Corresponding Author

Ragab, Omar

Subject Area


Document Type

Original Study


Background Data: Oblique cervical corpectomy involves direct decompression of the spinal cord as well as the ipsilateral nerve root but does not require bone fusion or postoperative immobilization. This approach preserves the motion unit anatomically and decreases the risk of adjacent segment disease.Purpose: is to assess the indications, safety, efficacy and complications of oblique cervical corpectomy in the management of unilateral cervical spondylotic radiculopathy associated with myelopathy.Study Design: A prospective clinical case study.Patients and Methods: This study conducted on twelve patients with unilateral cervical spondylotic radiculopathy associated with myelopathy refractory to non-surgical measures for at least 6 months in the period between October 2013 and November 2015. The diagnosis was confirmed by clinical and radiological data. All patients were operated upon at Cairo university hospitals and Al-Haram hospital. Outcome of patients was categorized according to the modified Japanese Orthopaedic Association (mJOA) Scale and the recovery rate was calculated.Results: in this study the average age of presentation was 51 years, the male to female ratio was1:1, and the average duration of symptoms was 11.7 months. Eight cases had right sided radiculopathy and 4 cases had left sided radiculopathy. The most common presenting symptom after brachialgia was neck pain (100%). The most common sign was motor weakness (100%). Most common operated level was C5 and C6 oblique corpectomy. Excellent and good outcomes of patients were obtained in 83.3%. There was statistically significant improvement in the post-operative mJOA score in comparison to the pre-operative. The mean follow up period was 16.5 months with no reported recurrence, instability, progressive kyphosis, vertebral collapse nor other late complications like adjacent segment disease.Conclusion: Oblique corpectomy is a good alternative to conventional median corpectomy and fusion in selected cases for the treatment of unilateral multilevel spondylotic radiculopathy and myelopathy. By avoiding the use of implants and fusion in oblique corpectomy, the procedure is cost effect with no fusion-related complications particularly adjacent segment disease. (2017ESJ130)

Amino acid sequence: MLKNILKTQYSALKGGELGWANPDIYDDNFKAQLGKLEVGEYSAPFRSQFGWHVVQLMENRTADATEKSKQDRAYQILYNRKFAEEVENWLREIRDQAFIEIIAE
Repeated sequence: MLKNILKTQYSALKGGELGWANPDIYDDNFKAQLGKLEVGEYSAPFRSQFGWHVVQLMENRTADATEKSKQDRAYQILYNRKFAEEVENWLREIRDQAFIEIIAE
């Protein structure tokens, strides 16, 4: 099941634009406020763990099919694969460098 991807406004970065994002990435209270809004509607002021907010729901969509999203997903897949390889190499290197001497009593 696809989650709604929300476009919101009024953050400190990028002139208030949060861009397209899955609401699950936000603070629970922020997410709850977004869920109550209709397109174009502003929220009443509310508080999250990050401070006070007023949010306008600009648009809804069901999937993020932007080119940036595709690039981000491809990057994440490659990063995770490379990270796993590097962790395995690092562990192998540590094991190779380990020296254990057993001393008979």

cervical spine, Cervical spondylosis, cervical radiculopathy, oblique cervical corpectomy